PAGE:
IFAD Asset Request Portlet

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Global Food Security Call to Action Ministerial Event Statement by Gilbert F. Houngbo President, IFAD

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It is encouraging to see how the world has come together in this time of need.

An estimated 7 to 13 million additional people are expected to go hungry due to the impacts of the war in Ukraine. This is a level of suffering we must prevent.

And yet we must also not forget that hunger is always with us. Last year, more than 720 million children, women and men went hungry.

Clearly, we must respond promptly to the current crisis. But to achieve lasting food security, our immediate response must be balanced with coordinated, sustained, and longer-term investments in resilience.

Today we are dealing with Ukraine. Yesterday it was COVID. Tomorrow, it will be something else. And climate change is here to stay.

In this context, I welcome the leadership of those around this table in calling for a coordinated, global response that looks at both immediate and the longer-term needs.

Eighty per cent of the world’s poorest and most food insecure people live in the rural areas of developing countries.

The role of small-scale farmers is absolutely fundamental to what we have been discussing today. These farmers produce around one-third of our food calories.

Yet, too often, they are overlooked by policy makers.

I welcome the recent announcements by the IMF and the World Bank addressing global food systems. But we must make sure that investments reach those who need them most.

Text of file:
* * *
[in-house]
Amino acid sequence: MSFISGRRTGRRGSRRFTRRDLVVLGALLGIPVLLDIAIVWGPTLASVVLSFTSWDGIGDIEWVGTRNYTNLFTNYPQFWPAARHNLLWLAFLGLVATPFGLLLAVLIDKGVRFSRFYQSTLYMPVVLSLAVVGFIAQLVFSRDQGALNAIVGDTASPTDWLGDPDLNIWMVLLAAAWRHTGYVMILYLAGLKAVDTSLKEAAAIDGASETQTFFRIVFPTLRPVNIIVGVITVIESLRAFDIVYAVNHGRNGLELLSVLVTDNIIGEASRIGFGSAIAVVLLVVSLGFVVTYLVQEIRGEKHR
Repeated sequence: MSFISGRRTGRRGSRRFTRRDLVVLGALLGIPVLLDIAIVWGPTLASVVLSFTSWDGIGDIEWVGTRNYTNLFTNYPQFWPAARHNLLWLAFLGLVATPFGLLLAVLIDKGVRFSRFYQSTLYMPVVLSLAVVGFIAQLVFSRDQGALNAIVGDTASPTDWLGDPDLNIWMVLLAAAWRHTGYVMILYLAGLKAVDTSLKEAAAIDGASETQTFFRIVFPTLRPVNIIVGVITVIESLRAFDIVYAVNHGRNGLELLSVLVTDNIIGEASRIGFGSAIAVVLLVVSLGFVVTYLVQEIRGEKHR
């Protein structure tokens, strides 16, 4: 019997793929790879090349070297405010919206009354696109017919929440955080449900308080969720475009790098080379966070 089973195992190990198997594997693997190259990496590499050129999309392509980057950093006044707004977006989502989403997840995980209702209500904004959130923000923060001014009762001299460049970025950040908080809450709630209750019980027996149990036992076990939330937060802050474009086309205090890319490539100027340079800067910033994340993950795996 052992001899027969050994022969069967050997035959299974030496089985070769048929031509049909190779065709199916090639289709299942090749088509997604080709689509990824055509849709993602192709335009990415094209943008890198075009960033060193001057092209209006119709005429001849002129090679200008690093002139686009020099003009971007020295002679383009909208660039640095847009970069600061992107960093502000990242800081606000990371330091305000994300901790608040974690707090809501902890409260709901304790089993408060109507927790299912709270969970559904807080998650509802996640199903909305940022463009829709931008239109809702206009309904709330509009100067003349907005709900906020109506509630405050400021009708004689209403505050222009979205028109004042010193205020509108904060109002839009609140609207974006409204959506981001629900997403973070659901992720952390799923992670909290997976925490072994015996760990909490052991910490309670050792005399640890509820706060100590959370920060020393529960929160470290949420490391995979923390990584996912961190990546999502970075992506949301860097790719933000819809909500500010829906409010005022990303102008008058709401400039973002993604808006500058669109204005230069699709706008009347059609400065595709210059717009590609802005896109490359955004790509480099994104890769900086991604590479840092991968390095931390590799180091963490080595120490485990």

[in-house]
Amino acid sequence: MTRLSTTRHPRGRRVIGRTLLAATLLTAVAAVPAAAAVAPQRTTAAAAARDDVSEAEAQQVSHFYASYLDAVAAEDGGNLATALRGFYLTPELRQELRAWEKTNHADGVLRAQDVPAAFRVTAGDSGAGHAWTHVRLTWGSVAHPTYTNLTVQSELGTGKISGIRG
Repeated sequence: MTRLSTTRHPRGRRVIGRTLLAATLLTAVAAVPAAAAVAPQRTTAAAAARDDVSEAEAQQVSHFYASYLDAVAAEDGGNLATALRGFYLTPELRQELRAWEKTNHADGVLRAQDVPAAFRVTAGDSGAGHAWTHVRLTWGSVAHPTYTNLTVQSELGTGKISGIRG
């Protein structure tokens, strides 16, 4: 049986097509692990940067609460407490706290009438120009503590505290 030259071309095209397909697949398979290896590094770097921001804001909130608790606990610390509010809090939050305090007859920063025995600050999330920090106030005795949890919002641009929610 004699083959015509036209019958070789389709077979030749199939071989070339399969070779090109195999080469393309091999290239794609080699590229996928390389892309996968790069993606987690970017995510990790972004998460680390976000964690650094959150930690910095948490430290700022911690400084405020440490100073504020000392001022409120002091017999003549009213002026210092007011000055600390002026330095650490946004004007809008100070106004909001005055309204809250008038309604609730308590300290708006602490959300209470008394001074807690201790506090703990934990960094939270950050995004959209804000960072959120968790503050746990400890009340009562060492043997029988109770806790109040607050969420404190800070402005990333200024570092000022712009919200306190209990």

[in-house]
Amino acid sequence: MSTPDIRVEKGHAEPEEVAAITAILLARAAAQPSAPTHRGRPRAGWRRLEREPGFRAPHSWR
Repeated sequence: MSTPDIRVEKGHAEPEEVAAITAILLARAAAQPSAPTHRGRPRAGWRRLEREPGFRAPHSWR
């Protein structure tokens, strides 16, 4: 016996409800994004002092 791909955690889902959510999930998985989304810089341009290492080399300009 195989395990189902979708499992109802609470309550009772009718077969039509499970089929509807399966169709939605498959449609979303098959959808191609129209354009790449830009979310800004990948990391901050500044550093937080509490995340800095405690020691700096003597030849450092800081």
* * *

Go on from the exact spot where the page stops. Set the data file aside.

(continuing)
Small-scale producers are being affected by supply disruptions and higher prices for fuel, fertilizer, and other inputs. We are seeing this on the ground. It is a threat to their development gains, their livelihoods, and to the millions of people who depend on them for food.

The need for investment keeps growing at a time when ODA is increasingly constrained.

We also welcome the Resilience and Sustainability Trust launched by the IMF as a mechanism to re-channel SDRs to support long-term financing in low- and middle-income countries.

There is an opportunity to address the growing need by including food security as an area for investment.

For our part, last week IFAD launched the Crisis Response Initiative to scale up activities directly addressing the needs of rural communities hardest hit by this crisis. The Initiative will help protect the livelihoods of poor rural producers and build their resilience to this and future shocks – providing small-scale farmers in the poorest and most affected countries with access to essential agricultural inputs and the financing they need for the coming planting season.

It will build resilience by facilitating access to markets and market-related information, and investing in the infrastructure needed to reduce post-harvest losses.

IFAD stands ready and willing to expand the scope and scale of our response through the CRI.

We welcome the UN Secretary-General’s initiative to establish the Global Crisis Response Group, to which we are actively contributing.  We are also supporting the AU/EU’s ‘Food & Agriculture Resilience Mission’ and working with the World Bank to lead on finance as a means of implementation following the Food Systems Summit.

In all of these initiatives, we are working to make sure our collective efforts converge to bring about real change.

We look forward to working with everyone here on a coordinated response that not only addresses immediate needs, but also looks to the future and prioritizes global food security in the long-term. This is the only way to lay a strong foundation so that small-scale producers can weather this and future shocks, and break the cycle of crisis, hunger and poverty.